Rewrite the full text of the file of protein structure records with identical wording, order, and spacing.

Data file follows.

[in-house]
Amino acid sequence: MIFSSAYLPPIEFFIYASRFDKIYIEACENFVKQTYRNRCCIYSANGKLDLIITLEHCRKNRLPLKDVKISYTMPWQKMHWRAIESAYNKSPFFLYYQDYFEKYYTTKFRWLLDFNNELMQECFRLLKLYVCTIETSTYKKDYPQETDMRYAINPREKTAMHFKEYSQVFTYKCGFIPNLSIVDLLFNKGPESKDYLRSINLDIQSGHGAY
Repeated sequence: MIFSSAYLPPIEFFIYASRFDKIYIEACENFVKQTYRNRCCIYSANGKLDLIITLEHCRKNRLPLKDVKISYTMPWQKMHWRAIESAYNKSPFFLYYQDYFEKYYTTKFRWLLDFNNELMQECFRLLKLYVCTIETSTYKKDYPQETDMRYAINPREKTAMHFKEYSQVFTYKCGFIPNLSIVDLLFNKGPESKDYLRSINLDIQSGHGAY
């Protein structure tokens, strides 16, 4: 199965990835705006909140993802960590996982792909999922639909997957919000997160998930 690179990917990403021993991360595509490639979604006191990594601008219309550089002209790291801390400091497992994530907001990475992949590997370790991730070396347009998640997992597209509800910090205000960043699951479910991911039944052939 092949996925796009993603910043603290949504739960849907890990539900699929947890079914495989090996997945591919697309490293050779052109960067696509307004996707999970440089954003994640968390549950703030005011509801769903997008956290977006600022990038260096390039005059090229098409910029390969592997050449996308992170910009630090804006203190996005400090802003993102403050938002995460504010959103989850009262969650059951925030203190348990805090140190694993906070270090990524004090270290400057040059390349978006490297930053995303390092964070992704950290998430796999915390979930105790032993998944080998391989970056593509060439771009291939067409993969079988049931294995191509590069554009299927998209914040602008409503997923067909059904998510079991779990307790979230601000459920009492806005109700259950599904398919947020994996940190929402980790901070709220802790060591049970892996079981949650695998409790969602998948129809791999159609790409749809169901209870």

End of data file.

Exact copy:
[in-house]
Amino acid sequence: MIFSSAYLPPIEFFIYASRFDKIYIEACENFVKQTYRNRCCIYSANGKLDLIITLEHCRKNRLPLKDVKISYTMPWQKMHWRAIESAYNKSPFFLYYQDYFEKYYTTKFRWLLDFNNELMQECFRLLKLYVCTIETSTYKKDYPQETDMRYAINPREKTAMHFKEYSQVFTYKCGFIPNLSIVDLLFNKGPESKDYLRSINLDIQSGHGAY
Repeated sequence: MIFSSAYLPPIEFFIYASRFDKIYIEACENFVKQTYRNRCCIYSANGKLDLIITLEHCRKNRLPLKDVKISYTMPWQKMHWRAIESAYNKSPFFLYYQDYFEKYYTTKFRWLLDFNNELMQECFRLLKLYVCTIETSTYKKDYPQETDMRYAINPREKTAMHFKEYSQVFTYKCGFIPNLSIVDLLFNKGPESKDYLRSINLDIQSGHGAY
């Protein structure tokens, strides 16, 4: 199965990835705006909140993802960590996982792909999922639909997957919000997160998930 690179990917990403021993991360595509490639979604006191990594601008219309550089002209790291801390400091497992994530907001990475992949590997370790991730070396347009998640997992597209509800910090205000960043699951479910991911039944052939 092949996925796009993603910043603290949504739960849907890990539900699929947890079914495989090996997945591919697309490293050779052109960067696509307004996707999970440089954003994640968390549950703030005011509801769903997008956290977006600022990038260096390039005059090229098409910029390969592997050449996308992170910009630090804006203190996005400090802003993102403050938002995460504010959103989850009262969650059951925030203190348990805090140190694993906070270090990524004090270290400057040059390349978006490297930053995303390092964070992704950290998430796999915390979930105790032993998944080998391989970056593509060439771009291939067409993969079988049931294995191509590069554009299927998209914040602008409503997923067909059904998510079991779990307790979230601000459920009492806005109700259950599904398919947020994996940190929402980790901070709220802790060591049970892996079981949650695998409790969602998948129809791999159609790409749809169901209870």